Why a Whale Tail, and how did we get to do it?
Opportunities to work collaboratively with a fellow artist who is also a friend, on a massive Public Art project in your hometown, don’t come along very often (if at all) but that is exactly the story of the Whale Tail.


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Jason Wooldridge & Cindy Poole, both with a desire to extend their arts practices into the realm of Public Art, responded to a national tender in June 2013 for the Esperance Foreshore Development Public Artwork. An expression of interest was submitted, along with fourteen applicants, with Cindy & Jason being shortlisted alongside three other established public artists, and were invited to present their concept to a selection panel. Their shared artistic vision and complementary artistic, design and technical skills helped them win the tender and work on the Esperance Whale Tail began…


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Their empathy with the Esperance environment, as well as their combination of technical expertise in different mediums, gave them considerable scope for the final sculpture – with high importance placed on conceptual relevance.



The creation of the artwork required a high level of the artists’ own personal skills and craftsmanship, utilising their knowledge and expertise in the mediums of steel, wood and glass. Cindy & Jason acknowledge the work of: Airey Taylor Consulting, Jatek Engineering, Mick Kennaugh and Sime Building.


Foreshore & Whale Tail
Artist Statement
“A sculpture of a whale tail is nothing new, but what we have created is a beautiful set of linear shapes, as much about the negative space as it is the structure itself. The Southern Right Whales we see in Esperance throughout the winter often come close to shore to rest. Their behaviour is often much more reserved than that of the extrovert Humpback, viewers just catching glimpses of fins and tails. When a tail is seen, it is usually just a very graceful and mellow rise and sinking of the fluke. It is this that has been an inspiration for this sculpture. The Whale Tail is symbolic of the ocean’s importance to this area.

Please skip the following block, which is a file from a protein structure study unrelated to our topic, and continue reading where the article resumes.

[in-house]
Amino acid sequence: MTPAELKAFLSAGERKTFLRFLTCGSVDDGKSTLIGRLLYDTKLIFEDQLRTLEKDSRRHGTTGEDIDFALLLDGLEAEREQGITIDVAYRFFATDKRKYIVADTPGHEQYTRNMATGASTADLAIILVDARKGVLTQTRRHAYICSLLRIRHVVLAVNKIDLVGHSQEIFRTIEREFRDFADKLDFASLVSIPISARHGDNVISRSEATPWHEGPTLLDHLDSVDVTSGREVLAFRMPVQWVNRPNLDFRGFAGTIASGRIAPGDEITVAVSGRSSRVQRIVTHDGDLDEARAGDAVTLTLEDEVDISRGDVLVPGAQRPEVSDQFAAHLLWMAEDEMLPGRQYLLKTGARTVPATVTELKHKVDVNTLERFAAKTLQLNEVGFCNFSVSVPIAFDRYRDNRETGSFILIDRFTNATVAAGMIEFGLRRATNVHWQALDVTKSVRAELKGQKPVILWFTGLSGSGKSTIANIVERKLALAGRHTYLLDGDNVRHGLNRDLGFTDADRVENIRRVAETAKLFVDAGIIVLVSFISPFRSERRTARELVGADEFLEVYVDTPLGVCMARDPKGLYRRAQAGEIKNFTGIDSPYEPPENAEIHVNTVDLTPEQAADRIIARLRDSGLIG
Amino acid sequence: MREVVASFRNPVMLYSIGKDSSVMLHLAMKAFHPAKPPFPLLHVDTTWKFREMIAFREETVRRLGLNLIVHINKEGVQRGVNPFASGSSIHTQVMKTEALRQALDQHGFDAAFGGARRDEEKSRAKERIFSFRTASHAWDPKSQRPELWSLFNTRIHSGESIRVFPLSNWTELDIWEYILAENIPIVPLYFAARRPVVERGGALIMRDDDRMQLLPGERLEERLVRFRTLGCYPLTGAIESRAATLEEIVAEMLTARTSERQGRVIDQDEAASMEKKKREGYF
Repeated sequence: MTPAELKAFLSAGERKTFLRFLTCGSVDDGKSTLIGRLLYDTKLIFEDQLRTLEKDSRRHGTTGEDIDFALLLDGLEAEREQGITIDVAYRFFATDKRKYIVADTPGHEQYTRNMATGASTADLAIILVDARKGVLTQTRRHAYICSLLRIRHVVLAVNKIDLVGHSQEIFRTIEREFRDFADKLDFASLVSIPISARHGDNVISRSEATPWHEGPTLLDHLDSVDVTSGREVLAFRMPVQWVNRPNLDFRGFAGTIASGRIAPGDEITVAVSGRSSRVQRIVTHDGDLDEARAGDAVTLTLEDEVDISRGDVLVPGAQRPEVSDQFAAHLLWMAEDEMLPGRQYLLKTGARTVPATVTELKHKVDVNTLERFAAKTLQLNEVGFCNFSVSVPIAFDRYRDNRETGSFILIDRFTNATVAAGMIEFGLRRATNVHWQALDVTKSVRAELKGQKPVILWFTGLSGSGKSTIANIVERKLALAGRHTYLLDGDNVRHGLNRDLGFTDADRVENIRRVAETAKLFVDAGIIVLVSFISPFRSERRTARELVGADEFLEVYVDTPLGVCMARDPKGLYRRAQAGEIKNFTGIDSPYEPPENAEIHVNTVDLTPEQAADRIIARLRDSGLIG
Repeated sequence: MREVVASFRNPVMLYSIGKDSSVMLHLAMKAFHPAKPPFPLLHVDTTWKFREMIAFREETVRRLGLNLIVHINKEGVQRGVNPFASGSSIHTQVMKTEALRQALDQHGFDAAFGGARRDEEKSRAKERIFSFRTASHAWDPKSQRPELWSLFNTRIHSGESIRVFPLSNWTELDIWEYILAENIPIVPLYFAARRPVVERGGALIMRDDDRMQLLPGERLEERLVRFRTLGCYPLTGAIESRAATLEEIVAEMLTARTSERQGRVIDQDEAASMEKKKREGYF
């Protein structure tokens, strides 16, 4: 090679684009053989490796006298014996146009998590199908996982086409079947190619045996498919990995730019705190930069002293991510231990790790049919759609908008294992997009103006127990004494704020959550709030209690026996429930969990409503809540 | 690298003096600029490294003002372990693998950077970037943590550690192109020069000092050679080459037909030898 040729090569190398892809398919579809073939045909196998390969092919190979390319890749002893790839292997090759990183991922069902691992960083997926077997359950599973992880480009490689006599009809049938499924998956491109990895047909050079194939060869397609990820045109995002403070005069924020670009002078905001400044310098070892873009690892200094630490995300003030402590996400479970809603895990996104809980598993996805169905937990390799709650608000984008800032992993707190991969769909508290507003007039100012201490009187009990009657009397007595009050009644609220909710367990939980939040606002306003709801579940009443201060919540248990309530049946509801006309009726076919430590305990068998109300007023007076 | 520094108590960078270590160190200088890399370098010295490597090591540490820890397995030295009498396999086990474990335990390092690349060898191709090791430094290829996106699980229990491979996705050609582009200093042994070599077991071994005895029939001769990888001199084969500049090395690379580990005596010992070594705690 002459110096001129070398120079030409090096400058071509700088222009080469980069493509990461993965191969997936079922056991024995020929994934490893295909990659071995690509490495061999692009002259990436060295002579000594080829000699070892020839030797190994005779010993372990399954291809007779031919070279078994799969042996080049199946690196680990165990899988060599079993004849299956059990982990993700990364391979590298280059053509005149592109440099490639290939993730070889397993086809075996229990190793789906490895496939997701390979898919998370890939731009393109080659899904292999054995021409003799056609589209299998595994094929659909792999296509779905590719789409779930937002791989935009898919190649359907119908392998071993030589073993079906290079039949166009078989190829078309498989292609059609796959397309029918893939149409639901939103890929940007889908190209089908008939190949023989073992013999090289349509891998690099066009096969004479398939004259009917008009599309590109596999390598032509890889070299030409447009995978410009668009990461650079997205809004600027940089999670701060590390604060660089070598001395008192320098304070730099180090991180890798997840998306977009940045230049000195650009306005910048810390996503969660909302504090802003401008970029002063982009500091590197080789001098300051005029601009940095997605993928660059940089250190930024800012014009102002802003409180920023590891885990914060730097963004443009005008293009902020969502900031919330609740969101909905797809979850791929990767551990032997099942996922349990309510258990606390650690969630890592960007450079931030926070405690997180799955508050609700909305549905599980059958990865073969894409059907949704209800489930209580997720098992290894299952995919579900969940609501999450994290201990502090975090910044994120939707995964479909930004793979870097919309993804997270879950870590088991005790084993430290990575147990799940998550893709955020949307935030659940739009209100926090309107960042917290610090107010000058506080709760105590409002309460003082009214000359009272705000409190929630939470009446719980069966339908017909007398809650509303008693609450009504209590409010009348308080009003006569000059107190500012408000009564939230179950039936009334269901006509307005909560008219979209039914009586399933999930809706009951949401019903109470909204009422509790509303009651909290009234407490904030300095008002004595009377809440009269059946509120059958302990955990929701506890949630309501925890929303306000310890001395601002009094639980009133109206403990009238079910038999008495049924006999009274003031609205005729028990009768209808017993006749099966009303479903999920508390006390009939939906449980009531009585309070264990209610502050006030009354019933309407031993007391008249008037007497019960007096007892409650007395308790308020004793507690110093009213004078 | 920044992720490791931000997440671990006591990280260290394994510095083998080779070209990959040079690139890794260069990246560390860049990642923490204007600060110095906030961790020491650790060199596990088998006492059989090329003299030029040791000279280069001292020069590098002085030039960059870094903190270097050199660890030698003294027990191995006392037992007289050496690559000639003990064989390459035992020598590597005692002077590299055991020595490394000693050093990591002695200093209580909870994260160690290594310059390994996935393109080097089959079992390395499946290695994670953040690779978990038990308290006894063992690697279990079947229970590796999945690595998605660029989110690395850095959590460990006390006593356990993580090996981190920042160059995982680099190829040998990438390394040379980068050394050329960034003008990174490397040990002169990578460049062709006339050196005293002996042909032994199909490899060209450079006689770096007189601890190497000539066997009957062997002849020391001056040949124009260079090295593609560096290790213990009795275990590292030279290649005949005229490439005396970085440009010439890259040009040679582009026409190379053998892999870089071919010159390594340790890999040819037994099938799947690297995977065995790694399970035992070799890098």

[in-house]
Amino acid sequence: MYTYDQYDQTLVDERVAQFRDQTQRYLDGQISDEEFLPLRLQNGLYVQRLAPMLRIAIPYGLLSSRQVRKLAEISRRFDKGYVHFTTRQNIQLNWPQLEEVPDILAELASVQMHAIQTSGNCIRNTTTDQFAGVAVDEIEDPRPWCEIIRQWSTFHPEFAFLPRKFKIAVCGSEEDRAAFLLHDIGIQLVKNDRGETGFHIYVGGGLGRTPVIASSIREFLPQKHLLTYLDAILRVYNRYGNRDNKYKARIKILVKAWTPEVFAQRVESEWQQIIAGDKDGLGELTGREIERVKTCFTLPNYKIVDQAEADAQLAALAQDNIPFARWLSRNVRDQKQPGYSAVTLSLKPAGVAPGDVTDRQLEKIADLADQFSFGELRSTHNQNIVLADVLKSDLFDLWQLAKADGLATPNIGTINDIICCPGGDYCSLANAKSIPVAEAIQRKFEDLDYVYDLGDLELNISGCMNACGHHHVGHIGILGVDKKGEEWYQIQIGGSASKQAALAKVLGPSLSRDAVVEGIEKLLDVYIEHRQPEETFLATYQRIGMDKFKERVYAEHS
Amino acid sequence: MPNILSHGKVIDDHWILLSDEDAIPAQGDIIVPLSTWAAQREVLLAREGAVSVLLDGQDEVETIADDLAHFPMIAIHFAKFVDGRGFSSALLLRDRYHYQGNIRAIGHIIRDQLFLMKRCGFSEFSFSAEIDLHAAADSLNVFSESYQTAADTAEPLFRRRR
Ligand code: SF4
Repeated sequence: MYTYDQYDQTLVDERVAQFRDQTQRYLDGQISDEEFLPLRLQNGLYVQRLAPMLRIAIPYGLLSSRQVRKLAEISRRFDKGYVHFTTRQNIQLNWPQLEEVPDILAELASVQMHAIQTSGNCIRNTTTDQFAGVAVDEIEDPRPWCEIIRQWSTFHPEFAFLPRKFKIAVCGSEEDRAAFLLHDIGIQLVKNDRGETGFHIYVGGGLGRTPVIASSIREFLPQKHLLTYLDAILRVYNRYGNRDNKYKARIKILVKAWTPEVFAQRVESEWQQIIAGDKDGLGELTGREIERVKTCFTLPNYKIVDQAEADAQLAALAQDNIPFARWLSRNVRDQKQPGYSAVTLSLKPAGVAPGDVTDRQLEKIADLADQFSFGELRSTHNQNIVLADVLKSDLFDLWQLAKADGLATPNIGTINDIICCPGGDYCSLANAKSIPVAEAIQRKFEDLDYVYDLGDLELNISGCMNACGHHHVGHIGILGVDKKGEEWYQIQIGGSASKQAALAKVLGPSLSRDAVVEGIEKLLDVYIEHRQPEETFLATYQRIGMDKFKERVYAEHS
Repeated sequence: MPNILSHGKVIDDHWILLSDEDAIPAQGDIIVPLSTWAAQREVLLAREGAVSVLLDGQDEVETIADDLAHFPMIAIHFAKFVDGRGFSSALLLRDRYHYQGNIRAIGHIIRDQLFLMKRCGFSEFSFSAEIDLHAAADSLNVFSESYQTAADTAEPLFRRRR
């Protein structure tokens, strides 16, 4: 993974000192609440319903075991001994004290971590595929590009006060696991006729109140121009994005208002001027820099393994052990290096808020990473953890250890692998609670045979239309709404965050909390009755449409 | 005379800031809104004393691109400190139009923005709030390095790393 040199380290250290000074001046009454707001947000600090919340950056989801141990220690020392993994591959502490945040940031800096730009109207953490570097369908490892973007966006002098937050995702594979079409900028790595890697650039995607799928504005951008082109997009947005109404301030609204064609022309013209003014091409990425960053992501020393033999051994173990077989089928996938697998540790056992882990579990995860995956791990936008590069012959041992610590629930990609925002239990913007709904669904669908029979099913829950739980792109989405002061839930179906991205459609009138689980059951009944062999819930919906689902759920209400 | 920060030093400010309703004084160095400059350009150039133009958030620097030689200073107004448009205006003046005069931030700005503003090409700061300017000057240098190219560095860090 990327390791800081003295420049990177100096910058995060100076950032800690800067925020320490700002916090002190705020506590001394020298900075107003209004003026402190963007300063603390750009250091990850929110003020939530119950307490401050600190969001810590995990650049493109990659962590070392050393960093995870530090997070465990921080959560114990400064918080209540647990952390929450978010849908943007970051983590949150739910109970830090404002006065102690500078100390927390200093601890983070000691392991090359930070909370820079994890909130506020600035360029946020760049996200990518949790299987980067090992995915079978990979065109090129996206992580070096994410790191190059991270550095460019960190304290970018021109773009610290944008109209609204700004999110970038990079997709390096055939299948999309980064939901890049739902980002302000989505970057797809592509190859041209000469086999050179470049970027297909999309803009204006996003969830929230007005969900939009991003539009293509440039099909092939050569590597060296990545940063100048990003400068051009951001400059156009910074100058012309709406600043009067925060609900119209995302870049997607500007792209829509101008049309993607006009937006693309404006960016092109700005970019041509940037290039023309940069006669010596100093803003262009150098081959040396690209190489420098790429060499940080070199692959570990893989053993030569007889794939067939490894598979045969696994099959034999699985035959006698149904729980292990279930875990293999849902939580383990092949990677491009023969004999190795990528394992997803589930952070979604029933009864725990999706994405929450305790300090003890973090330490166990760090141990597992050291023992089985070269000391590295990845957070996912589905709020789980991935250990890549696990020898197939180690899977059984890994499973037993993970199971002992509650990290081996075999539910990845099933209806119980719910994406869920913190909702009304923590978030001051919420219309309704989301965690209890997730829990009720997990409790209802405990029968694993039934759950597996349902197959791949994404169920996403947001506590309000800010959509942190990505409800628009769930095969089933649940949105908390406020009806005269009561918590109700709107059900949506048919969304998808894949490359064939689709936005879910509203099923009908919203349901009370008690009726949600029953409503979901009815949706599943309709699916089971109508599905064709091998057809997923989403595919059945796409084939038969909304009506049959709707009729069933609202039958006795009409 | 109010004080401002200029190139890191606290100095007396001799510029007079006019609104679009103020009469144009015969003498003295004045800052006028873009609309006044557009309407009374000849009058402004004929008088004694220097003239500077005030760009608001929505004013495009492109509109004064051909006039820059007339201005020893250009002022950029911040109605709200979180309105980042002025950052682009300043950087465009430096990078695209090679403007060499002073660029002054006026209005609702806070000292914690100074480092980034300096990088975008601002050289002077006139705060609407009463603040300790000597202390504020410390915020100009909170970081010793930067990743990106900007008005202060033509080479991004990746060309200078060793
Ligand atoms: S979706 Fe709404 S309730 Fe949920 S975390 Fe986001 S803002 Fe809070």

It was always our intention to create a beautiful structure, one that reflects some kind of natural form which connects Esperance to the ocean. At the same time we have referenced the port and history of the Jetty in the materials and the processes used. Rather than ignore the industrial nature of the port, we have chosen to embrace it and create something of beauty from industrial steel. We have deliberately used universal beam to this end. Our design uses jarrah in its central element which makes reference to the timber hulled ships that would have served the jetty and also the jetty itself. The form allows a constantly changing picture window within the negative space.

The glass provides another dimension of beauty to the artwork; capturing the qualities of the sun and the constantly changing light to give the sculpture ‘life’, and allows the form to cast light on the ground and provide other windows to view. A further connection to the natural environment is achieved within the glass by reflecting the colours of Esperance, which mirror the ocean and the sky. Each panel is a ‘skyscape’ which reference the colours witnessed when looking south to the sky for the magical Esperance sunsets, and all the subtle colours that brings. The central glass section between the wooden panels are laminated in the many colours of the aqua blues and turquoise of the ocean in this region.

Further relevance of material can be tied into the use of glass, and it’s raw material of sand – such a trademark of Esperance’s natural beauty. The shape of the tail itself may also suggest other things to viewers such as the bow of a ship. This double connection may also be made when focusing on the tapered jarrah central element which references the baleen plates of the whale and the hull of some of the ships that formed Esperance’s early shipping history. Right Whales travel vast distances in their migration journey which is echoed by the similar ocean crossing patterns of the bulk carriers transporting our exports far and wide.

It was important for our design to create the opportunity for viewers to connect instantly with our artwork yet allow them to go beyond their initial visual experience and engage at other levels with a desire to explore its form in many ways. Ultimately our intent was to present an iconic artwork that both visitors and locals would go out of their way to view, and would invoke community pride and ownership that has relevance to Esperance.

We are greatly appreciative of the people who took time to consider our initial ideas and analyse our designs, provide quotes, help us work out how to build it, help build it and make it so much easier to get the job done. It has truly been a local Esperance achievement!”

Photo courtesy of: Blake Rawlinson
Photo courtesy of: Andrew Wells